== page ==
Tough Times Call for Reasons to Spend

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Tough Times Call for Reasons to Spend

-By Mark Dolliver

NEW YORK -- It's an article of faith among people in the agency business that ad and marketing budgets should be maintained in tough economic times so a brand can keep up its equity, grab share from less-enlightened competitors, reassure jittery consumers, etc., etc.

Alas, clients often fail to share this outlook, which is why we've seen budgets getting sliced and diced in the past year. But how does a broader business-oriented audience feel about the matter? We get a sense of this from polling conducted for AdweekMedia among members of LinkedIn.

A multiple-choice question, posed in online polling conducted in late April and May, asked respondents to complete a statement that began: "Ad and marketing budgets should be maintained in tough times because...." The choices were: "It's an opportunity to win mindshare;" "It's even more important to win sales;" "Big payback will come later;" and "They should be cut, cut, cut."

Ad-agency readers will be glad to learn that just 3 percent of respondents opted for the "cut, cut, cut" option. A plurality (42 percent) went for the "opportunity to win mindshare" theory, slightly outnumbering those who adopted the "important to win sales" outlook (37 percent). Fewer (16 percent) favored maintaining budgets in hopes of a later "big payback."

Living up to their green-eyeshade stereotype, respondents in finance jobs were the most likely to pick the "cut, cut, cut" answer, with 13 percent doing so. Respondents in creative jobs gave a modestly above-average proportion of their votes to the "win mindshare" answer (47 percent).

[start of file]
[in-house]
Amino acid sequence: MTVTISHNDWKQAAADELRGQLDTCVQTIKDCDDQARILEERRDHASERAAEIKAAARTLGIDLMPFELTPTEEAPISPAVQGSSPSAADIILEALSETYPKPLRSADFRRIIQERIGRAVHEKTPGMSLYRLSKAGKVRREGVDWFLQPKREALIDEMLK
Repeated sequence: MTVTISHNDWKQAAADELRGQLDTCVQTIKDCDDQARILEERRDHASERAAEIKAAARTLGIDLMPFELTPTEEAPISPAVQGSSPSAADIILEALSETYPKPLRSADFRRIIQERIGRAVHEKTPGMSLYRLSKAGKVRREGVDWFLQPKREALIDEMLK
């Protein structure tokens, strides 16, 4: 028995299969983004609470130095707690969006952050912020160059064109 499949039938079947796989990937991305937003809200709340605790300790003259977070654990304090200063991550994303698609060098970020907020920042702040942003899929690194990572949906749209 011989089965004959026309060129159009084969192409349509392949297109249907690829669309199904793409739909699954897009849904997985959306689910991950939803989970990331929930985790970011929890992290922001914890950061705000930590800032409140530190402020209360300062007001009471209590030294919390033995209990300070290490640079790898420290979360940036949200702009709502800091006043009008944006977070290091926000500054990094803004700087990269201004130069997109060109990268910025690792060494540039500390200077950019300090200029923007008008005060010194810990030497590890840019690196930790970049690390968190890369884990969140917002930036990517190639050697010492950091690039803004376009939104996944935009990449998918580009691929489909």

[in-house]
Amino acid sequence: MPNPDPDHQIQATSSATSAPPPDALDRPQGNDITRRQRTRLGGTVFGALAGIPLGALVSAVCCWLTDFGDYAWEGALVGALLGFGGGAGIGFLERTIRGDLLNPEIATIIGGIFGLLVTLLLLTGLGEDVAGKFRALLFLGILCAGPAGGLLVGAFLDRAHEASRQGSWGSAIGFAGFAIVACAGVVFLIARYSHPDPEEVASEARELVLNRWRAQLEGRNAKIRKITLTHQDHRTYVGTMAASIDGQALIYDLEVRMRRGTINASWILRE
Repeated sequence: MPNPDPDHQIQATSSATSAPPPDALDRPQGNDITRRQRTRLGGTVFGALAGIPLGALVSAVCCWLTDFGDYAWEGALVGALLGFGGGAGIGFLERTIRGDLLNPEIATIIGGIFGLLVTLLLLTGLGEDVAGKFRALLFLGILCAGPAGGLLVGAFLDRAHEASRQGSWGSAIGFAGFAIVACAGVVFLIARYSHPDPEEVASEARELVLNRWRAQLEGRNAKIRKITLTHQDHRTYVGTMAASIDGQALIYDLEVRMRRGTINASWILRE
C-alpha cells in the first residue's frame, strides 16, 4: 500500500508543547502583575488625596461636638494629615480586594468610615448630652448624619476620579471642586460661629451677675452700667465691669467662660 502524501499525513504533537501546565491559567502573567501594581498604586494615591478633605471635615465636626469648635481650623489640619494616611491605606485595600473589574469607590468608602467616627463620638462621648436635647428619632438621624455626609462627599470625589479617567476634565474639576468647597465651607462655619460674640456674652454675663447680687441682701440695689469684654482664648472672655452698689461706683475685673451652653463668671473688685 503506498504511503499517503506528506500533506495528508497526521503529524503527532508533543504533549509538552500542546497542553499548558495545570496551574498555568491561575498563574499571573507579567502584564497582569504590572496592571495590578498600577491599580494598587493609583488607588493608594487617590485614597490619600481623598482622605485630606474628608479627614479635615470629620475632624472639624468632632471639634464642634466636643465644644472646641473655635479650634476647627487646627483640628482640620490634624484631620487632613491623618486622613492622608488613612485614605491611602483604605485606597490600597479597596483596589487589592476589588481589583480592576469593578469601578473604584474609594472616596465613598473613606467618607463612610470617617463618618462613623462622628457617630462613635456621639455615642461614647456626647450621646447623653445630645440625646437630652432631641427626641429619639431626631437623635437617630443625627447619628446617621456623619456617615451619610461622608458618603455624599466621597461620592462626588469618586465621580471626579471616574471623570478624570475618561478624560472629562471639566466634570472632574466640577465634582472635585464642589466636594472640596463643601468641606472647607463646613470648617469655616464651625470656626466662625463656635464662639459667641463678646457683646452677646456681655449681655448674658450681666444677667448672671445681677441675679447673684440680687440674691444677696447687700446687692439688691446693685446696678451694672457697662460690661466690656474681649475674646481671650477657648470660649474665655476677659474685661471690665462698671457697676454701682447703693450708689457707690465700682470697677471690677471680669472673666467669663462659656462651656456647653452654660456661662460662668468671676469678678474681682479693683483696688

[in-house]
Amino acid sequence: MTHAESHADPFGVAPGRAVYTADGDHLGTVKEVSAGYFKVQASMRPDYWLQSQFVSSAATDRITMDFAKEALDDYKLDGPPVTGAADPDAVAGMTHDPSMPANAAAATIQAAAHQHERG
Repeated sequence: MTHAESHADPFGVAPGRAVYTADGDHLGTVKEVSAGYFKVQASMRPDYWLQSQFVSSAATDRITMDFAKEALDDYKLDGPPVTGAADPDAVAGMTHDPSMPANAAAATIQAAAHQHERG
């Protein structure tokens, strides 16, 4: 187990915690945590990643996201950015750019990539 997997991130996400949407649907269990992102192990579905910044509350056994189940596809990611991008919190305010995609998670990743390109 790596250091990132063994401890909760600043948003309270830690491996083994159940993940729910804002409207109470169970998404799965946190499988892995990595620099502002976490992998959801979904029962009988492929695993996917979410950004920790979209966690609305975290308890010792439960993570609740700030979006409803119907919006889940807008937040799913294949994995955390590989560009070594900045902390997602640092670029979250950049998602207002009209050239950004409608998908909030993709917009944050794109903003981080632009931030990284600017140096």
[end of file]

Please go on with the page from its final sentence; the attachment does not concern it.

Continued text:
Though small businesses often live close to the edge, respondents who toil in such companies were the least likely to assign foremost importance to winning sales (34 percent) and the most likely to value winning mindshare (45 percent). By contrast, people who work for very large, "enterprise"-scale companies were the most likely to pick the "win sales" answer (43 percent) and the least likely to choose the "win mindshare" response (35 percent).

The views of business owners on such matters are always of interest, since they're spending what they regard as their own money on advertising and marketing. In this poll, respondents in that cohort expressed the same priorities as respondents in general. "Win mindshare" was their top answer (47 percent), followed by "win sales" (29 percent), "big payback" (22 percent) and "cut, cut, cut" (2 percent).

If you think men would be more likely than women to adopt the ruthless "cut, cut, cut" approach, you're right. But the numbers were small for both sexes, with 6 percent of the survey's men and 2 percent of the women giving that answer.

-- Adweek

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